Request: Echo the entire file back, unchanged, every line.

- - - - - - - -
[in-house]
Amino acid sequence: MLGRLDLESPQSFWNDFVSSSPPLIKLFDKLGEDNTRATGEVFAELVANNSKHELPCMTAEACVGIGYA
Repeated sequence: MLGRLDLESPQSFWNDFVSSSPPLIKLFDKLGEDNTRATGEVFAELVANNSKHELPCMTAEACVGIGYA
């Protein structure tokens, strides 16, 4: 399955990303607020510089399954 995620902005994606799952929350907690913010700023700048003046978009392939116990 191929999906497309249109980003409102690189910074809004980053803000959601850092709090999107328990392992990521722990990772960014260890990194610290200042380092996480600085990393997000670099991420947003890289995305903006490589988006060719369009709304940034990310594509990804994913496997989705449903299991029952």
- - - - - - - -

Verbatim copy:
[in-house]
Amino acid sequence: MLGRLDLESPQSFWNDFVSSSPPLIKLFDKLGEDNTRATGEVFAELVANNSKHELPCMTAEACVGIGYA
Repeated sequence: MLGRLDLESPQSFWNDFVSSSPPLIKLFDKLGEDNTRATGEVFAELVANNSKHELPCMTAEACVGIGYA
């Protein structure tokens, strides 16, 4: 399955990303607020510089399954 995620902005994606799952929350907690913010700023700048003046978009392939116990 191929999906497309249109980003409102690189910074809004980053803000959601850092709090999107328990392992990521722990990772960014260890990194610290200042380092996480600085990393997000670099991420947003890289995305903006490589988006060719369009709304940034990310594509990804994913496997989705449903299991029952």